The UCI, cycling's governing body, today played down reports that a new so-called ‘Champions League’ of road cycling events will involve 10 races, saying that no agreement had been reached on the number of proposed rounds.
The UCI announced last month that it had been in discussions with Zdenek Bakala, the Czech billionaire owner of the Omega Pharma-Quick Step team, and his business partner, Bessel Kok, since late 2011 about possible development of the professional road cycling calendar, but issued another statement today saying that "no agreement has been reached on the reforms that will take place to the calendar and as such any media reports about the future of the calendar are pure speculation at this stage."
Those media reports were fuelled, however, by Jonathan Price, chairman of London-based sports promoter the Gifted Group, which claimed to be working with the UCI and Bakala on the so-called World Series Cycling project that would involve a new series of races, the sharing of television revenues, greater transparency in the fight against doping and an overhaul of the points and ranking systems.
Price held a briefing with news outlets yesterday, and said that eight UCI WorldTour teams had signed up to the WSC - not including the UK's Sky Procycling team - which would feature 10 new worldwide grand prix four-day events alongside the three Grand Tours (Tour de France, Giro d'Italia and Vuelta a Espana) and six of the major one-day classics (Milan-San Remo, Tour of Flanders, Paris-Roubaix, Amstel Gold Race, Liège-Bastogne-Liège and Giro di Lombardia).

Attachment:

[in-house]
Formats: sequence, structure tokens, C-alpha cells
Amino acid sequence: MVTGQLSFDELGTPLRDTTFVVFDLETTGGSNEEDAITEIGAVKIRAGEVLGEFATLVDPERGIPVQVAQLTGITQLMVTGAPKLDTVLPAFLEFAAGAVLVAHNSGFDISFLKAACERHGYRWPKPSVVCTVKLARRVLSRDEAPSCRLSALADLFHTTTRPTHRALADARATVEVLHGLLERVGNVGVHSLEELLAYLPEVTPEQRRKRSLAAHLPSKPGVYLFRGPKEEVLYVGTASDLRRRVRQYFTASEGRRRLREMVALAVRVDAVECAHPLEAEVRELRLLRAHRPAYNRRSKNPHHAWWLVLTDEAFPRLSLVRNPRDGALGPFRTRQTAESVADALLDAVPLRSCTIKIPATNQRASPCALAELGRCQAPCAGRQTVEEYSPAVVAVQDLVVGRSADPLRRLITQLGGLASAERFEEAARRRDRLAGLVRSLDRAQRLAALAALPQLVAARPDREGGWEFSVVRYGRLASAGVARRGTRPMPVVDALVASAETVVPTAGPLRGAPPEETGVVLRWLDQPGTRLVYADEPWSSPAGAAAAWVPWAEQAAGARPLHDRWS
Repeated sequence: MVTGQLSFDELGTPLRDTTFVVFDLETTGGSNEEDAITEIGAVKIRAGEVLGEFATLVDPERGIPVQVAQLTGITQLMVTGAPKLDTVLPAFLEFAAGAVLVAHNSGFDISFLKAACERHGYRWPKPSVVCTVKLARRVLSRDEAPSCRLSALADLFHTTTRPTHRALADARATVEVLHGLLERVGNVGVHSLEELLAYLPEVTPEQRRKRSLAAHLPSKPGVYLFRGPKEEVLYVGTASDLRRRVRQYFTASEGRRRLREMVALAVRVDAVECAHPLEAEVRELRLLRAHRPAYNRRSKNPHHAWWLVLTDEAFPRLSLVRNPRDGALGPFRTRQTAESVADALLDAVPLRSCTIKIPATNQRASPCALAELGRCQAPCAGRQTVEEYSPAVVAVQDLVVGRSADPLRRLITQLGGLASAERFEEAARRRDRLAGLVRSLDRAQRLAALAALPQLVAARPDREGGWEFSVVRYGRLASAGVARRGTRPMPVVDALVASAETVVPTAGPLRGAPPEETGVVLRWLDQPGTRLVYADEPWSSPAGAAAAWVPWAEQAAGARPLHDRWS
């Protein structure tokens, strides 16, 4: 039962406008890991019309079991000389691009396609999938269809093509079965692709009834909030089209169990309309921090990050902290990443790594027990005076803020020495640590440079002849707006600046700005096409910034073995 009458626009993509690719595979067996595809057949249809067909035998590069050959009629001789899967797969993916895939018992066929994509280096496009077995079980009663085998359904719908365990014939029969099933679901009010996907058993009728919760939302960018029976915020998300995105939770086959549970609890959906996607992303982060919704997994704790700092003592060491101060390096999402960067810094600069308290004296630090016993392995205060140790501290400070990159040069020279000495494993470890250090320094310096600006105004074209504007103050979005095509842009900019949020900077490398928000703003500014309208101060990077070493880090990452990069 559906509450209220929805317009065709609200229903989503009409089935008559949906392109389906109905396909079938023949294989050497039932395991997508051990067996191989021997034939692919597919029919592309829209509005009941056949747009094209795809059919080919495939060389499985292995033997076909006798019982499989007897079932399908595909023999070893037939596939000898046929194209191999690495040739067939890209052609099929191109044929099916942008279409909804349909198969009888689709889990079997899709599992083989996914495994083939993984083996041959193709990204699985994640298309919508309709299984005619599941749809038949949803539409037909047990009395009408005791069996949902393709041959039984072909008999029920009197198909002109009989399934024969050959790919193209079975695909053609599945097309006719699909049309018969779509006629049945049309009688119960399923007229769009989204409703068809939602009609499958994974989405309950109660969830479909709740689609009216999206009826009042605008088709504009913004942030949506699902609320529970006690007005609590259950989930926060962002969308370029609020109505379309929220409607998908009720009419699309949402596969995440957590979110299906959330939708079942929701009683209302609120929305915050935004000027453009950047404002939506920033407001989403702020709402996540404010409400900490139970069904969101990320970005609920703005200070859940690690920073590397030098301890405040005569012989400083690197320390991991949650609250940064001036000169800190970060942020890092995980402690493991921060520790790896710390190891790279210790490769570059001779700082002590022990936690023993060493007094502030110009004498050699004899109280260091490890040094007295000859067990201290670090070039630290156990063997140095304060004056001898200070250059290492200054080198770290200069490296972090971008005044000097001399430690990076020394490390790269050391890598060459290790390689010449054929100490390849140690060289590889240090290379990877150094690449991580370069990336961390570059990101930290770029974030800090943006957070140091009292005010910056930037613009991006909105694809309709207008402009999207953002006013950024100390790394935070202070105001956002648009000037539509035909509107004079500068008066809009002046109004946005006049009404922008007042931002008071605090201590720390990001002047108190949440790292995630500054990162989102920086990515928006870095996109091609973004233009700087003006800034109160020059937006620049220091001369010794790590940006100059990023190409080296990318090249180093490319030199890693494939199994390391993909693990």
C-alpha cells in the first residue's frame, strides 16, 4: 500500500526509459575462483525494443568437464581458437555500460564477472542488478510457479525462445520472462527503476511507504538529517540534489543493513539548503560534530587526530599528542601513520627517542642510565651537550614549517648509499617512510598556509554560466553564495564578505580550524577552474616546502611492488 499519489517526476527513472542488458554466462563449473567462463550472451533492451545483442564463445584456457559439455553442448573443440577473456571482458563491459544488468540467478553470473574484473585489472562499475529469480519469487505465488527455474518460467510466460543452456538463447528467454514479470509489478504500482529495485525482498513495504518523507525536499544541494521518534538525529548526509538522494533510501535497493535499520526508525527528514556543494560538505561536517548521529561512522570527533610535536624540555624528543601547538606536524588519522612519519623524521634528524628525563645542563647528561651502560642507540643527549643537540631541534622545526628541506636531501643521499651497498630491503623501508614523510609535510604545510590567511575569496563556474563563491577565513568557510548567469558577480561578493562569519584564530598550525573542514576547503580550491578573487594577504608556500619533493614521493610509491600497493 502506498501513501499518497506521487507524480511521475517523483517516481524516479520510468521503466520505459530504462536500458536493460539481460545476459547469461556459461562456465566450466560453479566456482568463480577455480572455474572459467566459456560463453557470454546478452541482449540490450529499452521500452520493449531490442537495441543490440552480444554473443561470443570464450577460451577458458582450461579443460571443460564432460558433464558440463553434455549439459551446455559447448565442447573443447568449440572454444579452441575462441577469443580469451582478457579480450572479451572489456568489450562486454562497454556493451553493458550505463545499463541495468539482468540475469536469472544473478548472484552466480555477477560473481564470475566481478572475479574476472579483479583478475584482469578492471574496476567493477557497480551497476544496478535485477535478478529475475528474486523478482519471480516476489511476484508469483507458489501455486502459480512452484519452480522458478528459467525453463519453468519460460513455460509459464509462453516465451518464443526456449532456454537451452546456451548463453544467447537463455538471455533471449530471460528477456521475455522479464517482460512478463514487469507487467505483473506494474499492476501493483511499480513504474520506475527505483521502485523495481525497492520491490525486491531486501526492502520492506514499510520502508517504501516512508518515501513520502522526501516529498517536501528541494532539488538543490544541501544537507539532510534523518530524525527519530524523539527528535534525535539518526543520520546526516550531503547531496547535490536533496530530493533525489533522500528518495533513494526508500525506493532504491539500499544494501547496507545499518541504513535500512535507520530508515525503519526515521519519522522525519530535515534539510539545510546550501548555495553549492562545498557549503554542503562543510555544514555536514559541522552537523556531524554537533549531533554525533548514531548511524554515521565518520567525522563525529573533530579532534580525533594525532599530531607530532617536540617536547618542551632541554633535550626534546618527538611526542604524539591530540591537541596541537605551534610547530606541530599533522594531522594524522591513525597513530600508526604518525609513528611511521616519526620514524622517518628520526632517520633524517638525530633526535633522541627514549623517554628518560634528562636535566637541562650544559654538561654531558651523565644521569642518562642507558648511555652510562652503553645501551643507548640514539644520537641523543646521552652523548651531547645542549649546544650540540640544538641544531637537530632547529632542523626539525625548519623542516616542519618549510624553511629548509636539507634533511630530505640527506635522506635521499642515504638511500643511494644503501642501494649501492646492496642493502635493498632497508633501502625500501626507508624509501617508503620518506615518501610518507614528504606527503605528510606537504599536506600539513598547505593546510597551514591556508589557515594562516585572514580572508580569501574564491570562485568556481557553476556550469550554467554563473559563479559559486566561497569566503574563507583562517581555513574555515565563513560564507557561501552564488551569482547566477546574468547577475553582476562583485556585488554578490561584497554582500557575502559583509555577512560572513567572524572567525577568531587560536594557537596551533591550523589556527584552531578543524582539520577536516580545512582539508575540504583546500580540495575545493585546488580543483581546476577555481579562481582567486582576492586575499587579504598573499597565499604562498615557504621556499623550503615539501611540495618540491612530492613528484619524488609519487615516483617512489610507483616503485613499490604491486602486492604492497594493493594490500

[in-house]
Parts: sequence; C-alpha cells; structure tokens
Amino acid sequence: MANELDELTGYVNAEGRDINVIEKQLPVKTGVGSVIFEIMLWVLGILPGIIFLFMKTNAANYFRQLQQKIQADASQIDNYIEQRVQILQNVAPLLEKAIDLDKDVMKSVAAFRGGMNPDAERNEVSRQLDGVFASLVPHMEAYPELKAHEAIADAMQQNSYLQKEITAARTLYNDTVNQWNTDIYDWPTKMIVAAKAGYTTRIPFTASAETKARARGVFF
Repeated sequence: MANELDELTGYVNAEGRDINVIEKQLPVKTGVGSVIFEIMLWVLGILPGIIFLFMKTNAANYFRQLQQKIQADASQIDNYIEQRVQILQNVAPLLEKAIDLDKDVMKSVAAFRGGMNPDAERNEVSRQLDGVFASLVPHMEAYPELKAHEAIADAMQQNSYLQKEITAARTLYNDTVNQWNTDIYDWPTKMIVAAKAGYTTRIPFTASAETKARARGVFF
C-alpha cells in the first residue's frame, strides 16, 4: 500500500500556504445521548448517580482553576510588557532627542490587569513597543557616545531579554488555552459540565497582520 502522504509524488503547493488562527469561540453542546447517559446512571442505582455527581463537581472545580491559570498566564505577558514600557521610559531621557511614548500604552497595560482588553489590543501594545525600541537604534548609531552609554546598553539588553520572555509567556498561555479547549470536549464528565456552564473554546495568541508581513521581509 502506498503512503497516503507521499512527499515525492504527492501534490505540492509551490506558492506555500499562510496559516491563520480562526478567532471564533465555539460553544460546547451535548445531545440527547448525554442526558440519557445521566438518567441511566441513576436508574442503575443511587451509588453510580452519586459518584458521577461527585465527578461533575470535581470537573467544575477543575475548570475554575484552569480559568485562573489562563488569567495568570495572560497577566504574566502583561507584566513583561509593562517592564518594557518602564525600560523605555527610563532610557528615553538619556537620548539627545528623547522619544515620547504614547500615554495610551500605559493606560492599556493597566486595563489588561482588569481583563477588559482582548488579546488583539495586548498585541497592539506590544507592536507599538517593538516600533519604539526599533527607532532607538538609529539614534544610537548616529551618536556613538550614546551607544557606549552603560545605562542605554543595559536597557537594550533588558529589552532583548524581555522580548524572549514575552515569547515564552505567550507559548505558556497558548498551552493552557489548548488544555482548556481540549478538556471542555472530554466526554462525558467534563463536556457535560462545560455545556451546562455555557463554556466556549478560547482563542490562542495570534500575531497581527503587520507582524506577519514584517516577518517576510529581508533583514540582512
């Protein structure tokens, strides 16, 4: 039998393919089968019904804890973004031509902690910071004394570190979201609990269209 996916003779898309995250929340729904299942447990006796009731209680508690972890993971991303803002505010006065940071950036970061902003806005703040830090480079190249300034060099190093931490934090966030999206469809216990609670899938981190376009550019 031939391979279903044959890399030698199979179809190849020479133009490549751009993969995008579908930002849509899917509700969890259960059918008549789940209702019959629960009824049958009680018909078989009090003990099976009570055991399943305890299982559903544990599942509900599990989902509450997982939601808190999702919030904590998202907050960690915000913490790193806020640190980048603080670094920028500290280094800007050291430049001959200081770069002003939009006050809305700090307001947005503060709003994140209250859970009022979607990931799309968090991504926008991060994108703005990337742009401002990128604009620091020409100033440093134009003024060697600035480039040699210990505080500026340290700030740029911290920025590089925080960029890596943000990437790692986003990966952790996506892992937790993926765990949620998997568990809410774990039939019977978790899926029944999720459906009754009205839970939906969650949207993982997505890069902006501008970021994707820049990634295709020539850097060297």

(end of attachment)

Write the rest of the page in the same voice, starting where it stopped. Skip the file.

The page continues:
The UCI refused to comment on the details of the calendar, noting only that it will "retain full control over the calendar, including sporting and technical elements. The UCI and the investors are also committed to ensuring that the final structure of the joint venture will avoid conflicts of interest."
According to Price, each grand prix would feature all the best riders and consist of a sprint stage, a mountain stage, a rolling stage and a time trial; five individual time trials and five team time trials spread over the 10 races. A simplified points structure would result in the creation of a world champion team and rider.
He said: "We want to see races up and running in 2014. We've already had discussions with broadcasters, we're confident there's a real appetite for this product. We're now going to start some serious discussions with potential host locations to get our first race up and running."
In October, the UCI declined to comment on a report that Gifted Group had offered the governing body a stake in a 'breakaway' new professional road cycling series.